Ed Roberson

pick him up and take him to the jail




American Jazz Quartet



1.   piano


      In the Lobby, Not the Doorman



      In the evening when people are returning home

anxious to abandon the strain of these attentions,

he comes downstairs from his apartment

and stakes out the bench in the lobby

by the elevators where he has everybody

who enters the building trapped

into socializing with him, if by even

no more than an annoyed nod and a tired

look away from a cheer come of the predatory.

      Their dresses, how good they look, how he'll be up

for dinner at their place in a minute,

how he knows you out there makin' all that money.

      The people in this building are out there

making like he must have at one time.

Or done, made it and sat down. These floors aren't cheap.

He's harmless. But how we haunt our own success.




2.    bass


urban specific




standing on the corner begging

for company      a little change


in conversation      something different

made      of to have to come up with


by the see you later      or else

be in that killing


loneliness of a room      even on the street

stopping people      still left alone –


old      crime      neither poor nor disorderly

just vagrant time's       old crime of age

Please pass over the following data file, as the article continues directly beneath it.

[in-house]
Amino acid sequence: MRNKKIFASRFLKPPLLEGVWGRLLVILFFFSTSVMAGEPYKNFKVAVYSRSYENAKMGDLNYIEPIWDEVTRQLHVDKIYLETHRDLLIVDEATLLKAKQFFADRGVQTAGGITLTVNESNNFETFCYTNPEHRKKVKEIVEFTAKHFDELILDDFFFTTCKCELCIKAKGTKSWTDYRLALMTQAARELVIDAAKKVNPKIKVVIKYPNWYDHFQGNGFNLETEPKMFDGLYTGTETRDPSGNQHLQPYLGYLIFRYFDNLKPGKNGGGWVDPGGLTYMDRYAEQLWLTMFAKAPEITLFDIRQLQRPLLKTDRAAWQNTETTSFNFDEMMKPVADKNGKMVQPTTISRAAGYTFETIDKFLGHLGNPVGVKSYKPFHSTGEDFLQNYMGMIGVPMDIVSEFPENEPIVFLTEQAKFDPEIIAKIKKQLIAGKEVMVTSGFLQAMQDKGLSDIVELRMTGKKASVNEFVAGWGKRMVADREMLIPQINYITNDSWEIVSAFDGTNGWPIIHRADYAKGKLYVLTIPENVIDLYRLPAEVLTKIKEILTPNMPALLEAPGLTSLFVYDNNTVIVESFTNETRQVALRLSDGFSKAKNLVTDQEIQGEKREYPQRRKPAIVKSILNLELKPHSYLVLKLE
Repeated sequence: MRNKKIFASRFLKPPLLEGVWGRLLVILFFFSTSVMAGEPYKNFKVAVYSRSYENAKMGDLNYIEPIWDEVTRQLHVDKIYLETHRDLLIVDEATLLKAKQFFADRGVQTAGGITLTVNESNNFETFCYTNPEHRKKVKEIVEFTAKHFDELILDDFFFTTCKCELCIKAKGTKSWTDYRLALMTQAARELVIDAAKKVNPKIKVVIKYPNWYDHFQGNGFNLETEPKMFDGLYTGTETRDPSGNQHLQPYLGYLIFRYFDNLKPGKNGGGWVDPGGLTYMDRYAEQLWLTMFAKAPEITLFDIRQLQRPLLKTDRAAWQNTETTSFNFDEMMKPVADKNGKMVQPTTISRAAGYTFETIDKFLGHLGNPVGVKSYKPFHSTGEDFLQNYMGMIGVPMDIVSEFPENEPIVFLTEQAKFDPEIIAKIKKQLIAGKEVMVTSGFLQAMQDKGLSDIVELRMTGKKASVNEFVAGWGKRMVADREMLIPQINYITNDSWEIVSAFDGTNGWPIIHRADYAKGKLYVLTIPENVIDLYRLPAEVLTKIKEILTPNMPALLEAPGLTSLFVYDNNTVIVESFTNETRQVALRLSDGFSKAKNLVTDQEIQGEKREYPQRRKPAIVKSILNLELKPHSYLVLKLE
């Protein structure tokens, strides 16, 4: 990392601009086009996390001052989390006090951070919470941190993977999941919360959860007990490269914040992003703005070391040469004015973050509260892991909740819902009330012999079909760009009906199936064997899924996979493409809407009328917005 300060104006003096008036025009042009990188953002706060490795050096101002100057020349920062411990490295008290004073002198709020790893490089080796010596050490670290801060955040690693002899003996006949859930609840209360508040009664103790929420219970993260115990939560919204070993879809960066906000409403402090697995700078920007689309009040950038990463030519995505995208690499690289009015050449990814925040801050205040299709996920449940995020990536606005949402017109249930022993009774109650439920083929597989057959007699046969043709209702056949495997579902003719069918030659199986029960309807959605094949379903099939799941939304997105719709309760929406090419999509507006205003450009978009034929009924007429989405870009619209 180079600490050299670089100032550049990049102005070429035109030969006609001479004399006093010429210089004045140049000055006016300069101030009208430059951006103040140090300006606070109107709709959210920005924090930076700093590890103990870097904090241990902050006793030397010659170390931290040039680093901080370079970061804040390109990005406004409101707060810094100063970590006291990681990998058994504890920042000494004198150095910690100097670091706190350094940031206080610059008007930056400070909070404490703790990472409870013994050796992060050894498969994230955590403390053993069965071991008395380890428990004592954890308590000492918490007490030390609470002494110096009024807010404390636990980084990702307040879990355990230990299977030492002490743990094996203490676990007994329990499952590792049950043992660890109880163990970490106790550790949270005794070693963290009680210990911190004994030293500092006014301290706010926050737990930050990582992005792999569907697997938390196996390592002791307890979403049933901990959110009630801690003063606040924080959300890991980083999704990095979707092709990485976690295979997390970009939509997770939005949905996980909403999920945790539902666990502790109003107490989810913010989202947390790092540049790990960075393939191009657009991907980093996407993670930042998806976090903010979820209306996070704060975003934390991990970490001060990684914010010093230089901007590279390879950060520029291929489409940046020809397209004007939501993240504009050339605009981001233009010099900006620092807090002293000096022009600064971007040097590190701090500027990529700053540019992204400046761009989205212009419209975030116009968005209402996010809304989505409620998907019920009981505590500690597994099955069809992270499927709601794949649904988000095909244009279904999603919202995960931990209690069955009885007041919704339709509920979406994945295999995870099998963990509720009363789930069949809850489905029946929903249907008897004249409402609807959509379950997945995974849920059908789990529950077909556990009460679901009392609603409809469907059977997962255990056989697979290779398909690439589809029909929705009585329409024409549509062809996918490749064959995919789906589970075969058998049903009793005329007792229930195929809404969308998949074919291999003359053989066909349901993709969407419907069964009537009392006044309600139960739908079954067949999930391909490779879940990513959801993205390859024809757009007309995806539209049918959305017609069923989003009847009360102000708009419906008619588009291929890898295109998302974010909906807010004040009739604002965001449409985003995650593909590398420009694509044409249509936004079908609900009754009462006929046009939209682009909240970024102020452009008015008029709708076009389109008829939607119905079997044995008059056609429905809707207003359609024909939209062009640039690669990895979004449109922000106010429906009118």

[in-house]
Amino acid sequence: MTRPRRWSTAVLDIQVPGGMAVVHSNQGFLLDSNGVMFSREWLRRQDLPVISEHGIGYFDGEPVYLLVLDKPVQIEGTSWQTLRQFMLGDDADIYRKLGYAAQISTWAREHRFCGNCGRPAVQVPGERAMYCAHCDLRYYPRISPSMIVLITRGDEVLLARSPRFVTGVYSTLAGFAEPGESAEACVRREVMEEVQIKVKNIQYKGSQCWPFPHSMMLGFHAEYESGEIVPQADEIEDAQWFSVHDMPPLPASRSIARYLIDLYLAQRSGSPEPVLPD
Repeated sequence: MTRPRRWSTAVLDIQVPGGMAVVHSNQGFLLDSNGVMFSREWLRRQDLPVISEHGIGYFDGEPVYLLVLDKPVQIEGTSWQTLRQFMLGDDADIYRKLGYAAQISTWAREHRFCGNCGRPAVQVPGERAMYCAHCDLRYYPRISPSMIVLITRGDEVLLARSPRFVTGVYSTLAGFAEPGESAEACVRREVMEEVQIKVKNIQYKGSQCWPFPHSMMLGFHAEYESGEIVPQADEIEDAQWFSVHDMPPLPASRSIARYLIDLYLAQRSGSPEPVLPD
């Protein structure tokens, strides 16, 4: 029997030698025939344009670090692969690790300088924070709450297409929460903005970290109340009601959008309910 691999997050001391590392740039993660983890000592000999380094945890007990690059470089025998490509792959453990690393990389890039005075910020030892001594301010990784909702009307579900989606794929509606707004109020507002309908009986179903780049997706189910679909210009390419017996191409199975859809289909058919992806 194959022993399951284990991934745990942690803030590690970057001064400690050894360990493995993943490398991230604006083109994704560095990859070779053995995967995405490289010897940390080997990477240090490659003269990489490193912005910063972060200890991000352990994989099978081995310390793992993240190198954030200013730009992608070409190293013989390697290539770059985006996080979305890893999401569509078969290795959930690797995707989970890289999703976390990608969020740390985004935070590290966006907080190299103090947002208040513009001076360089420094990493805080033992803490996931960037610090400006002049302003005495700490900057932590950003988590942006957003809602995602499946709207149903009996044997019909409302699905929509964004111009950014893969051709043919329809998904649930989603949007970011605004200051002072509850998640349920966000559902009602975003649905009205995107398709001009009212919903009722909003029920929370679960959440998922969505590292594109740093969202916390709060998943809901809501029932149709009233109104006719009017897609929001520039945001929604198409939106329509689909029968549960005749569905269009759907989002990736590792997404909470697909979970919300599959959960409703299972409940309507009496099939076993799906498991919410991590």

unaddressed      victim nor perpetrator    just

a man whose only empty pockets are of people


come around        asks if you can spare a little

while     so he can make the train home




3.   saxophone


      Then There's This One, Pick Him Up



pick him up and take him to the jail

of his winnings, take him into house arrest

up from his success, winner lifted

out of his easy to get to by people,  drive      


the diamond under his fingernail

up through the flesh to pimple as

his wearing and pop light in folks' eyes

having his nothing come from


funny money –

but a callous disease from discipline

that cuts him off is no joke 


no plus

size chile who's got    nor his own

he's somebody else's crime for his time




4.   drums


      Funds for Charity



An angry generosity

comes from the careless hold he has

on what little he has;

      much is taken.


And angered if not from that, then that

he goes along with his losses too


      too pride-hustled to question.


      So, he

is always wanting back,

never clear he has given, only sure

the gleaners expect too much.


      Then, angry resentment

at the little he has for spill

compared to that his privilege has

to flurry from      for him, for white's own

      on its white landfill,


that cold storm of trickle down

from coffers vast and out of reach,

privately owned as the sky,

      the deaf sky.